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Ford is working with MAKE to profile owners of the Transit Connect, a vehicle that offers creative types a small, modifiable vehicle to suit their passions and personal pursuits. In this series, we’ll be profiling Transit Connect owners and looking at how they’ve customized their rides.

Kevin Hornby is an auto conversion specialist. He owns Kevin Hornby Designs in Vista, Calif., just north of San Diego. But working in California instead of, say, Italy has its disadvantages.

Unlike Europe where car manufacturers sell scores of small, modifiable vehicles, the choices in the U.S. are far more limited. So when he learned Ford was going to start selling the Transit Connect in America he jumped on it.

“I said ‘this is it.’”


He says the Transit Connect fills a niche in the American market for an affordable, small-sized vehicle that is well-suited to customization. Here’s how he describes the vehicle on his website:

Remember the days of the Volkswagen camper…easy to use, didn’t empty your wallet at the gas pump, and priced to fit almost anyone’s budget?  Well it’s here again thanks to the Ford Transit Connect and Kevin Hornby Designs. Packaged into a small daily driver, this vehicle is a great choice for the sports enthusiast, weekend camper or tailgater.  Unlike the old Volkswagen camper, you can travel comfortably at well over 50 miles per hour and you’ll get that new car smell and warranty to boot.


One of Kevin Hornby’s fully loaded Transit Connects complete with bed, flip-up grill, sink, and shower wand.

To capitalize on the Transit Connect’s potential, he developed a design for turning the automobile into a self-contained camping and travel unit. It includes a fold-out, 6-foot long bed, a flip-up counter and sink, a wand shower,  a pressurized water tank, and space for a refrigerator or toilet.  One of the cool parts of the design is it still allows for use of the backseat. He calls it “The Module.”

Kevin says he’s had “tons and tons” of interest in his design and for Transit Connect modifications in general. But few sales. He’s sold about five modifications, including one that included a flat screen TV, a tracking satellite, and a swing out generator.

“The guy just wanted to get out and go,” he said.

He says because the vehicle is affordable and easy to work on, it appeals to owners who want to do the modifications themselves. Most people call him for ideas and then go off and build it on their own.

“It’s small. It’s easy to drive. It’s a great little weekend camper.”

He doesn’t begrudge all the DIYers, but he cautions against trying to do too much.

“With a small vehicle you have to keep things simple,” he says.

Stett Holbrook

Stett is a senior editor at MAKE with abiding interest in food and drink, bicycles, woodworking, and environmentally sound human enterprises. He is the father of two young makers.

He is also the co-creator of Food Forward, a documentary TV series for PBS about the innovators and pioneers changing our food system.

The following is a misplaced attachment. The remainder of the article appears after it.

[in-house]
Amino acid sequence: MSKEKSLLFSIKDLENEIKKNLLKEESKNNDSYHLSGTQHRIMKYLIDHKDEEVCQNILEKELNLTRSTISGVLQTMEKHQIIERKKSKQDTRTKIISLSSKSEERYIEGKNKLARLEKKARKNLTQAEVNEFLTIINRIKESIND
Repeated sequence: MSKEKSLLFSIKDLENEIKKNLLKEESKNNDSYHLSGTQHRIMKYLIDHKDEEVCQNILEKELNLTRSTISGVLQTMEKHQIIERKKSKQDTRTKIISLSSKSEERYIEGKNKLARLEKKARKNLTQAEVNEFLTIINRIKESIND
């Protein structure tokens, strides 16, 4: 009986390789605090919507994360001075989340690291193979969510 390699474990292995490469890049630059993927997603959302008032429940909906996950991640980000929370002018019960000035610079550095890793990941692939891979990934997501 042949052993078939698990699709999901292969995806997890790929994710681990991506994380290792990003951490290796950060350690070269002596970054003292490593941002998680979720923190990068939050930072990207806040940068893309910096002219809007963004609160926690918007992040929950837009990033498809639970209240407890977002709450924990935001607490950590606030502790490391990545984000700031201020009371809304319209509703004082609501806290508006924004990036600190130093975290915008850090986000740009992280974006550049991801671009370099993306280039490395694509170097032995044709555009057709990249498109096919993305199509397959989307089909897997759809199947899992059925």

Contact Stett with tips and story ideas on:

*Sustainable/green design
*Young Makers
*Action sports



  1. My next vehicle just might be a Ford. As a semi-disabled ham radio operator, this little vehicle looks like it might fit the bill nicely. It should be fairly easy to install a ramp or lift for my mobility scooter as well as installing my mobile radio.

    1. sean says:

      Yes great wee Van My Aunty back in Ireland Had one of these for many years
      with automatic locks on straps to stop from rolling back when loading and hold motorized wheelchair in place when moving good luck

  2. tjanderson says:

    cool, more photos would have been nice :)

  3. joe says:

    Check out they have some pics on their site. Great integrity!

  4. randomjnerd says:

    One annoying thing about this model – not rated to tow anything. Yet the same model in the UK, is rated for 900kg.

  5. [...] the piece Ford Transit Connect Profile: Kevin Hornby, Bryan Johns (@k4gdw) [...]

  6. Scott Armstrong says:

    If Ford would put a diesel engine as an option in the Transit Connect that would probably have a lot of appeal here in the US for businesses and individuals that prefer diesel.

  7. —Unlike Europe where car manufacturers sell scores of small, modifiable vehicles, the choices in the U.S. are far more limited.—
    I live in The Netherlands; we call this cars ‘mini-van’. They are on the road now for 15 years. I just bought a secondhand Renault Kangoo for 2000 euro and sold my Hymer Car camper. Many people in Europe are making now ‘mini-campers’ out of this mini-vans. As you said as a weekend camper. This cars have all the common features of a ‘normal’ car. I am working now on my next Maker project showing a simple but complete interior. Mini campers have the future.

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  9. […] We’ve been talking about taking a road trip next year and have been half heartedly reading blogs about it and searching Kijiji for converted vans to travel in and wouldn’t you know it I come across this little gem.  […]

  10. […] profiled the Transit Connect as a maker-friendly vehicle, from auto-conversion specialist Kevin Hornby to the Drone Dudes who fly multicopters right out of the back of their vehicle. We’ve seen […]

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